The occasion at great Durbar was the coronation of King George V as emperor of India in 1911. The official proclamation of Queen Victoria’s assumption of the title as the “Empress of India was also held at the Great Durbar, of Delhi, India (Halsall, P. 1998, par. 1). The author’s message about the social realities in India under British rule rings loud and clear.

He has beautifully used the occasion to dramatize the social condition in which the author personified India with the character of a typical Indian farmer named Nanuk Singh, and the British rule with the brown rats that were “deliberately climbing up a swaying stem to seat themselves on a cob and begin breakfast systematically” (Steel, F. A. 2005, p. 114). The author’s description of Singh’s economic condition depicts a social reality about the impact of British rule.

They were helpless and cannot do anything against the brown rats robbing them their foods. The author must be pointing this statement to the economic exploitation of the Indian economy. Their helplessness against this exploitation was depicted by the fact that he losses his three sons. As Singh was contemplating about the failure of his harvest, he thought to bring the matter to the authorities to explain his failure was due to the reason that “Purameshwar had sent rats instead of rain” (Steel, p. 19).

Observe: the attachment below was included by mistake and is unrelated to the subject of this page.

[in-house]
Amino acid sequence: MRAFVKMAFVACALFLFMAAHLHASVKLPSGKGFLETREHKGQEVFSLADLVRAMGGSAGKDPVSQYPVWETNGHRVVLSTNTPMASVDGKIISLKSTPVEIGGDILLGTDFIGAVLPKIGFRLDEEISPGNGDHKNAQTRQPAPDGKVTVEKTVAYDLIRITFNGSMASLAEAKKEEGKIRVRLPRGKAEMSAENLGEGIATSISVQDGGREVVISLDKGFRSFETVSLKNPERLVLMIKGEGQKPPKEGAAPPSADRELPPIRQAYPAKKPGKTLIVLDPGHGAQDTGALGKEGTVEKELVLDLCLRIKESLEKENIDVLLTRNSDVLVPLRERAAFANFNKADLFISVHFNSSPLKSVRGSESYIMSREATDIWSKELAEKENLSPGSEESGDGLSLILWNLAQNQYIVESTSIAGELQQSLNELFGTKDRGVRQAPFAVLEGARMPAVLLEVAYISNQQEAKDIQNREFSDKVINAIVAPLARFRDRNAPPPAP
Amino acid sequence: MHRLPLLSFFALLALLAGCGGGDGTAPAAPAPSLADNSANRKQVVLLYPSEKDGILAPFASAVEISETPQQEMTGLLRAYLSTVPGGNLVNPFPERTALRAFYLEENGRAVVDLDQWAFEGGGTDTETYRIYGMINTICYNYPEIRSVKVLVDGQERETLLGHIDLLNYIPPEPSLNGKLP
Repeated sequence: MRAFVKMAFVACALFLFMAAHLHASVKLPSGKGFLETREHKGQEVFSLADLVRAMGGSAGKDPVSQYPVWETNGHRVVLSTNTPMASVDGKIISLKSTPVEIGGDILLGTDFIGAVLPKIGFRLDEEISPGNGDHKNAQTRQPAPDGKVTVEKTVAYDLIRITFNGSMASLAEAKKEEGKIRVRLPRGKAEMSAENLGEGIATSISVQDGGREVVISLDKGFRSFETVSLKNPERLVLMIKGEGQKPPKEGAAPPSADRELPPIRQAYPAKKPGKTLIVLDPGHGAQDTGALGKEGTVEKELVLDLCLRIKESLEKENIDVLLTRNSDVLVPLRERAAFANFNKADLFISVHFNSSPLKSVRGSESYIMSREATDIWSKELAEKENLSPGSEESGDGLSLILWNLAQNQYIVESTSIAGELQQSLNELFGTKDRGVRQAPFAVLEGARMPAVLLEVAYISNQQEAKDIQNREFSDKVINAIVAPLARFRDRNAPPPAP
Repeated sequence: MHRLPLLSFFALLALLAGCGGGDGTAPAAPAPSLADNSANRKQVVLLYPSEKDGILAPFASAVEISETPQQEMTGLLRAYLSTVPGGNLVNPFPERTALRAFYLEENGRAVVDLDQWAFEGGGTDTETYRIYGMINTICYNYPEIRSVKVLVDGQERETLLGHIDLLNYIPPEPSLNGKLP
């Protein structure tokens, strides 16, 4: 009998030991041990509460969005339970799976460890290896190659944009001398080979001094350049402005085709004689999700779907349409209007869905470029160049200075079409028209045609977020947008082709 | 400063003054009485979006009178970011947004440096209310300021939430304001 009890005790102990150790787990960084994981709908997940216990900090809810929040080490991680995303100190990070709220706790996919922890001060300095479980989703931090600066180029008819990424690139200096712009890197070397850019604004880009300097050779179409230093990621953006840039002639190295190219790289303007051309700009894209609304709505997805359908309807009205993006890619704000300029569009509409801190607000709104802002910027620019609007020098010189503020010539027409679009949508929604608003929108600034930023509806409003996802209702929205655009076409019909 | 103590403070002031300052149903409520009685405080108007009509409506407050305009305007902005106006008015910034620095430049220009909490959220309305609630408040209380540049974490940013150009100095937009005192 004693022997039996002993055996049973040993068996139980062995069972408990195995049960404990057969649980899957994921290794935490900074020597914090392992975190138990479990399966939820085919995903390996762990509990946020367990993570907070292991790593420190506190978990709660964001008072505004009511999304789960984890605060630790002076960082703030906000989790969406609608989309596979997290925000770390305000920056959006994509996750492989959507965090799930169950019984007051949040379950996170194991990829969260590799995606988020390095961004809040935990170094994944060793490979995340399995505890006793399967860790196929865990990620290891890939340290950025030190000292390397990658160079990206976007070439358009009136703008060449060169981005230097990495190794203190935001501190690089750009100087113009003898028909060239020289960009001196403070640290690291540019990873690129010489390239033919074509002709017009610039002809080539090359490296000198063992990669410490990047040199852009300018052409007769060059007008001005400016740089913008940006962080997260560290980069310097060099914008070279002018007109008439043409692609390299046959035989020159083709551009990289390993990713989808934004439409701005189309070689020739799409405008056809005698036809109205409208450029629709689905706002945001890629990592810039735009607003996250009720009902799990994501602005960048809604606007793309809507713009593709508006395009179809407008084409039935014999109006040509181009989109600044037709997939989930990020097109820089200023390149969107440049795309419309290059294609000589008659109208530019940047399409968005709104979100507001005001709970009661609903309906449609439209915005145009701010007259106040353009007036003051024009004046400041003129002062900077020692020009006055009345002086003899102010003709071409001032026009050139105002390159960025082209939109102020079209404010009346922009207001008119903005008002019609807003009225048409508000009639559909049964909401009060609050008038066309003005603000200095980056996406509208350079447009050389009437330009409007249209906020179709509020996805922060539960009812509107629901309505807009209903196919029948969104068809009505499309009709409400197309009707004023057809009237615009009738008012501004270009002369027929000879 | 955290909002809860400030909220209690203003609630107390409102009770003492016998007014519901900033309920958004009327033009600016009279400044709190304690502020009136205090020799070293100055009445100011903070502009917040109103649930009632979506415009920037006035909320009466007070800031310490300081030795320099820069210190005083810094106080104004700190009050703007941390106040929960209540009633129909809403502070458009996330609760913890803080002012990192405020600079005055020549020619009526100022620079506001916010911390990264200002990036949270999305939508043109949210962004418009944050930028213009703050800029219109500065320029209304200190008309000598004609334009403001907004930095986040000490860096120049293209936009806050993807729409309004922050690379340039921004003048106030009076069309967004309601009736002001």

This allegorical statement reflects their frustration of their inability to resolve their social, political, and economic miseries under British. The author’s use of personification and allegories was a technique that beautifully fit to the occasion of the story. It did not only add clarity to the author’s intent, but it also reveals cultural insights in the story. India is known in their religion which considers animal life as also sacred.

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Despite of the economic losses Nanuk incurred because of those brown rats, yet he did not devise a plan to destroy them. He simply thought that Purameshwar had sent them. He was even willing to give them share. This insights are must have anchored on Indian religious concept of reincarnation. Under this concept, the rats could also be the souls of people who had reincarnated in the form of the rats.



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